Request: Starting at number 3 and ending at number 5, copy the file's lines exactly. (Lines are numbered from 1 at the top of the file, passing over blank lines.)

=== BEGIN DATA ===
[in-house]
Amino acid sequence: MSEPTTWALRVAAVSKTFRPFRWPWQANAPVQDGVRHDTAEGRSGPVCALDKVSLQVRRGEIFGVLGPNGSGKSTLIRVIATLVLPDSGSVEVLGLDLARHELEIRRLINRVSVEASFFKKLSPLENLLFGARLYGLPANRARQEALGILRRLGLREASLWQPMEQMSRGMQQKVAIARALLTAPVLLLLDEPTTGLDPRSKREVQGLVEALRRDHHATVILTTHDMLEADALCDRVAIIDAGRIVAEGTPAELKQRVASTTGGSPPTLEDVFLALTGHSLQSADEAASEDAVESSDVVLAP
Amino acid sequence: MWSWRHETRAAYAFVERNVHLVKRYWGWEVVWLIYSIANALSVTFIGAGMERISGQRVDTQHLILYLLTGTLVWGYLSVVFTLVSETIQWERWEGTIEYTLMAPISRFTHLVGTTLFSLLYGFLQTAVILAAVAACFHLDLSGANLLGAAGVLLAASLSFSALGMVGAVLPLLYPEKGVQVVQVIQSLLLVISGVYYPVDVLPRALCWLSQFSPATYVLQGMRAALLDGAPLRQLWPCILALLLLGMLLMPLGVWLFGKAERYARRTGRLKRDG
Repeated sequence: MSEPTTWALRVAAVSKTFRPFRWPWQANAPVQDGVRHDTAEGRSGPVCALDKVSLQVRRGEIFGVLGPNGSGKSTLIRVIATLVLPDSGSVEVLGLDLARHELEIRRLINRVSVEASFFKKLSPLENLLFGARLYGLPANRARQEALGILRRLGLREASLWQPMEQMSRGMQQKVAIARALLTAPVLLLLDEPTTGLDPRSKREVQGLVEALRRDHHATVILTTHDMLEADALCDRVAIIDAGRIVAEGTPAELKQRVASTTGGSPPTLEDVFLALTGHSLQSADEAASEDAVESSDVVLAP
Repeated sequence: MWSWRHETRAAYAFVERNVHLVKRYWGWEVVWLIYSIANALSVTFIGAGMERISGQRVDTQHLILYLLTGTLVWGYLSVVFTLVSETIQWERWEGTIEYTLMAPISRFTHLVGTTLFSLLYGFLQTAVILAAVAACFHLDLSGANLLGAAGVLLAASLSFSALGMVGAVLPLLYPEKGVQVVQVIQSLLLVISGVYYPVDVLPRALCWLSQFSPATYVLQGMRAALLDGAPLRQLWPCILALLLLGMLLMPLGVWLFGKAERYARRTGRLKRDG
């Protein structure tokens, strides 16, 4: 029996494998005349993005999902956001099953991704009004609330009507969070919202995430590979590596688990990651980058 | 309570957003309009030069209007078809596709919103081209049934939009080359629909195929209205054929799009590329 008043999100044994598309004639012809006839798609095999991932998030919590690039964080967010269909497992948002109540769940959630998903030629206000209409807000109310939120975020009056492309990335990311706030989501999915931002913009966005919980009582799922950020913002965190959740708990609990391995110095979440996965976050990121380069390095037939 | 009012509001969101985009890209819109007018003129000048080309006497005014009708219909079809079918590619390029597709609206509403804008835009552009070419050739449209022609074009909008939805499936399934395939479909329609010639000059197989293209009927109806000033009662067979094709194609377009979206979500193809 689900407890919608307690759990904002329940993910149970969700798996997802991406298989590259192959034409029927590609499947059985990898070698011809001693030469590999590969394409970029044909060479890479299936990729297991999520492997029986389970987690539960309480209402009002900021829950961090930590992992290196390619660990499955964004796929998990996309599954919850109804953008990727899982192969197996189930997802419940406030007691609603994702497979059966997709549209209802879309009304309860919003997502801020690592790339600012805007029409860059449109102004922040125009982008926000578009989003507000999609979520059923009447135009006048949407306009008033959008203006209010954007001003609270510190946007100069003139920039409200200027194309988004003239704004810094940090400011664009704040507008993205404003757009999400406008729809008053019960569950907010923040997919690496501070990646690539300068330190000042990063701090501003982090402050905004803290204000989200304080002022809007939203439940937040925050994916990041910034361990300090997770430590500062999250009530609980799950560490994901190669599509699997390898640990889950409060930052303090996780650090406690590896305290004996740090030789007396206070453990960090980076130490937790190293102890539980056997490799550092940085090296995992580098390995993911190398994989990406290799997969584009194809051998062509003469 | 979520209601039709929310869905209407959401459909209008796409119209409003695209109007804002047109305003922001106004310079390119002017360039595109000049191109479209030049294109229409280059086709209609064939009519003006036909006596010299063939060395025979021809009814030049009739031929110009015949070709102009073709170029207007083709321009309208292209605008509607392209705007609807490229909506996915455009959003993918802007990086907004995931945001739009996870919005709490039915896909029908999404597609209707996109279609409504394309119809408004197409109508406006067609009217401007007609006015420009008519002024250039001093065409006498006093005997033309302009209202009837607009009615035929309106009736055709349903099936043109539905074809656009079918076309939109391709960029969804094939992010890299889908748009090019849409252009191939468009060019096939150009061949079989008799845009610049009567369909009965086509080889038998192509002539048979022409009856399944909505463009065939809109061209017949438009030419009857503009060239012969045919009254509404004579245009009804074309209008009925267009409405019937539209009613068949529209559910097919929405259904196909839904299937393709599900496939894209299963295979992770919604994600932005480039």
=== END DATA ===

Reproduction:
Amino acid sequence: MWSWRHETRAAYAFVERNVHLVKRYWGWEVVWLIYSIANALSVTFIGAGMERISGQRVDTQHLILYLLTGTLVWGYLSVVFTLVSETIQWERWEGTIEYTLMAPISRFTHLVGTTLFSLLYGFLQTAVILAAVAACFHLDLSGANLLGAAGVLLAASLSFSALGMVGAVLPLLYPEKGVQVVQVIQSLLLVISGVYYPVDVLPRALCWLSQFSPATYVLQGMRAALLDGAPLRQLWPCILALLLLGMLLMPLGVWLFGKAERYARRTGRLKRDG
Repeated sequence: MSEPTTWALRVAAVSKTFRPFRWPWQANAPVQDGVRHDTAEGRSGPVCALDKVSLQVRRGEIFGVLGPNGSGKSTLIRVIATLVLPDSGSVEVLGLDLARHELEIRRLINRVSVEASFFKKLSPLENLLFGARLYGLPANRARQEALGILRRLGLREASLWQPMEQMSRGMQQKVAIARALLTAPVLLLLDEPTTGLDPRSKREVQGLVEALRRDHHATVILTTHDMLEADALCDRVAIIDAGRIVAEGTPAELKQRVASTTGGSPPTLEDVFLALTGHSLQSADEAASEDAVESSDVVLAP
Repeated sequence: MWSWRHETRAAYAFVERNVHLVKRYWGWEVVWLIYSIANALSVTFIGAGMERISGQRVDTQHLILYLLTGTLVWGYLSVVFTLVSETIQWERWEGTIEYTLMAPISRFTHLVGTTLFSLLYGFLQTAVILAAVAACFHLDLSGANLLGAAGVLLAASLSFSALGMVGAVLPLLYPEKGVQVVQVIQSLLLVISGVYYPVDVLPRALCWLSQFSPATYVLQGMRAALLDGAPLRQLWPCILALLLLGMLLMPLGVWLFGKAERYARRTGRLKRDG